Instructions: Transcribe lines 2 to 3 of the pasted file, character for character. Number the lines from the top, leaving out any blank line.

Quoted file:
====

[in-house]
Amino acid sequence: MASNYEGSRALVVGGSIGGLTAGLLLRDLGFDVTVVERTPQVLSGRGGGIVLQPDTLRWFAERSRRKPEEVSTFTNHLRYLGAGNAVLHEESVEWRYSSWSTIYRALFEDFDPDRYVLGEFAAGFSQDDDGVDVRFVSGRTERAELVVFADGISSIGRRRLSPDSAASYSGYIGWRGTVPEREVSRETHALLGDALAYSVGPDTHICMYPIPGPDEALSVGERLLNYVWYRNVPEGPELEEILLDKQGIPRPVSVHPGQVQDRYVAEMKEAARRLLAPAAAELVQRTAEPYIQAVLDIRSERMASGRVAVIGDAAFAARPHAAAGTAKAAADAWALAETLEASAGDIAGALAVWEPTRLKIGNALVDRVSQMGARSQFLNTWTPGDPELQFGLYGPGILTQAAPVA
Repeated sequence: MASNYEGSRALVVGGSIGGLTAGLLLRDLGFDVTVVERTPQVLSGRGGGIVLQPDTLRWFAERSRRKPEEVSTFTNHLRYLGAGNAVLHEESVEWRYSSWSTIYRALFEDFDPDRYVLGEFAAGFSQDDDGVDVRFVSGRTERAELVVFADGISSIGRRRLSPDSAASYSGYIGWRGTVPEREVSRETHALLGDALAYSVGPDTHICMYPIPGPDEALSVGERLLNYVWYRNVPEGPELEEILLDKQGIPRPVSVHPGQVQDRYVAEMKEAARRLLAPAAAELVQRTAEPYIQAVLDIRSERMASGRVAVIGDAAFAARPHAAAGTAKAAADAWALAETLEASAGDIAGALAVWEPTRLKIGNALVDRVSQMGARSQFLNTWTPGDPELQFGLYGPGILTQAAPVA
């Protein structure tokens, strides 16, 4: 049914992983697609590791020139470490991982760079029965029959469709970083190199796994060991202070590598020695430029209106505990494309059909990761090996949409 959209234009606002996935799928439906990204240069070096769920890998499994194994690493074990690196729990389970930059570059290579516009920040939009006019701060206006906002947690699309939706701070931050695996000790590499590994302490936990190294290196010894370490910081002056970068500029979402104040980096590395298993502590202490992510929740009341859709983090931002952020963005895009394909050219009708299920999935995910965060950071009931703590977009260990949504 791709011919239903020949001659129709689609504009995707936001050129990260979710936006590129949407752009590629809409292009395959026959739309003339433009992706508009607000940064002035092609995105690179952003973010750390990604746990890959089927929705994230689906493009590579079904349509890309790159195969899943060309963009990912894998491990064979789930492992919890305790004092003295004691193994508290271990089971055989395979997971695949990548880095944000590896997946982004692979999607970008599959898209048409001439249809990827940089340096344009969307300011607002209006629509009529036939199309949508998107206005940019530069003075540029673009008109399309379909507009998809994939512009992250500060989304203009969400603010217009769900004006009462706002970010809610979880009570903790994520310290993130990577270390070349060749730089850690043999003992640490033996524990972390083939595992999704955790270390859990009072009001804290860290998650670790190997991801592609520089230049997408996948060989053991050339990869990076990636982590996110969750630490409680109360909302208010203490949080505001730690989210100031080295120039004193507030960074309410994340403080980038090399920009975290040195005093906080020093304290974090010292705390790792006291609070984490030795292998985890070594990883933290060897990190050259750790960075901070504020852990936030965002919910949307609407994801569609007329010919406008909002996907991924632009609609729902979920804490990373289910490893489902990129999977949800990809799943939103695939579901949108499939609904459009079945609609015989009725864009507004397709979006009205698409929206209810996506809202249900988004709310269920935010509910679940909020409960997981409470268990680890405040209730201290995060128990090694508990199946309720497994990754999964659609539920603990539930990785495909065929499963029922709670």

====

Amino acid sequence: MASNYEGSRALVVGGSIGGLTAGLLLRDLGFDVTVVERTPQVLSGRGGGIVLQPDTLRWFAERSRRKPEEVSTFTNHLRYLGAGNAVLHEESVEWRYSSWSTIYRALFEDFDPDRYVLGEFAAGFSQDDDGVDVRFVSGRTERAELVVFADGISSIGRRRLSPDSAASYSGYIGWRGTVPEREVSRETHALLGDALAYSVGPDTHICMYPIPGPDEALSVGERLLNYVWYRNVPEGPELEEILLDKQGIPRPVSVHPGQVQDRYVAEMKEAARRLLAPAAAELVQRTAEPYIQAVLDIRSERMASGRVAVIGDAAFAARPHAAAGTAKAAADAWALAETLEASAGDIAGALAVWEPTRLKIGNALVDRVSQMGARSQFLNTWTPGDPELQFGLYGPGILTQAAPVA
Repeated sequence: MASNYEGSRALVVGGSIGGLTAGLLLRDLGFDVTVVERTPQVLSGRGGGIVLQPDTLRWFAERSRRKPEEVSTFTNHLRYLGAGNAVLHEESVEWRYSSWSTIYRALFEDFDPDRYVLGEFAAGFSQDDDGVDVRFVSGRTERAELVVFADGISSIGRRRLSPDSAASYSGYIGWRGTVPEREVSRETHALLGDALAYSVGPDTHICMYPIPGPDEALSVGERLLNYVWYRNVPEGPELEEILLDKQGIPRPVSVHPGQVQDRYVAEMKEAARRLLAPAAAELVQRTAEPYIQAVLDIRSERMASGRVAVIGDAAFAARPHAAAGTAKAAADAWALAETLEASAGDIAGALAVWEPTRLKIGNALVDRVSQMGARSQFLNTWTPGDPELQFGLYGPGILTQAAPVA